Well, let’s start by reminding what needs a Glassfish to run: a JDK.

In our case, we will first install a JDK6, so let’s begin with that.

 

1.Installation of the JDK6

1.1.Download

URL of the JDK 6 : http://java.sun.com/javase/downloads/index.jsp

The file should be called : « jdk-6u20-linux-i586-rpm.bin » (in the case of the version 20 of the JDK 6)

Juste paste the file in the directory /usr/java. If this directory does not exists, create it.

 

1.2.Installation

To install the JDK, move into the /usr/java directory and launch the following commands :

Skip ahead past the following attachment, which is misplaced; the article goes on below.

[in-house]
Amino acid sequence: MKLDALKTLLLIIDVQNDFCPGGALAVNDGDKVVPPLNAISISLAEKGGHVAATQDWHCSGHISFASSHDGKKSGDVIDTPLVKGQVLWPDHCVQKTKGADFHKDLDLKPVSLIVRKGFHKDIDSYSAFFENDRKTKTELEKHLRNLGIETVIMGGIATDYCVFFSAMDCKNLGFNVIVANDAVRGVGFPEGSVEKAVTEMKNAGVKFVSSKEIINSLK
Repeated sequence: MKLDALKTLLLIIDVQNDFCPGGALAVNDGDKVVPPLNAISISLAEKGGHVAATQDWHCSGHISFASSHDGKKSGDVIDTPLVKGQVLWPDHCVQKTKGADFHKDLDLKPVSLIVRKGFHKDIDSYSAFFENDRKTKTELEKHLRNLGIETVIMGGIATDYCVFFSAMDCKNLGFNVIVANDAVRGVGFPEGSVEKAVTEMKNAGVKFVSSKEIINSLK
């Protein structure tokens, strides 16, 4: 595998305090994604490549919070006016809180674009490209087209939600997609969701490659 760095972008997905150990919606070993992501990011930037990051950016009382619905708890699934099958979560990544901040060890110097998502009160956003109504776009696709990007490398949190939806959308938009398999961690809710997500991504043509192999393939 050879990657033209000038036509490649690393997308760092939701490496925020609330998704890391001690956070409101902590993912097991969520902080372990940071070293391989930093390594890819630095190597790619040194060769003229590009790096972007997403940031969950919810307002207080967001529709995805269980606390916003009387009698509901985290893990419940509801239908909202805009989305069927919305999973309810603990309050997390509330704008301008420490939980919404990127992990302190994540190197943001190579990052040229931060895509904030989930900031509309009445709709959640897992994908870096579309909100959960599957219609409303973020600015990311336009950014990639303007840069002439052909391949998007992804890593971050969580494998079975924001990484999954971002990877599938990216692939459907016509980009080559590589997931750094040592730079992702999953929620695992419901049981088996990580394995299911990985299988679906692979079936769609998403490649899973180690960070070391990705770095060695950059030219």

chmod 755 jdk-6u20-linux-i586-rpm.bin

./jdk-6-linux-i586-rpm.bin

that’s all :)

1.3.Verification

To check the correct installation of the JDK6, move into the /usr/java/jdk1.6.0_20 directory and launch :

/usr/java/jdk1.6.0_20/bin/java -version

You should see a message like this one:

 

java version "1.6.0_20"
Java(TM) SE Runtime Environment (build 1.6.0_20-b02-279-10M3065)
Java HotSpot(TM) 64-Bit Server VM (build 16.3-b01-279, mixed mode)

 

1.4.Variables

We will now export 2 variables which will point to the Java and Glassfish installation directory (Glassfish will be installed on the next chapter).

Open or create the etc/profile file.

Insert the following lines at the beginning of the file :

export JAVA_HOME=/usr/java/jdk1.6.0_20


export GLASSFISH_HOME=/usr/glassfishv3/glassfish


export PATH=$JAVA_HOME/bin:$GLASSFISH_HOME/bin:$PATH

 

1.5.update your profile

To immediately update our profile without having to disconnect and reconnect yourself, just enter the command :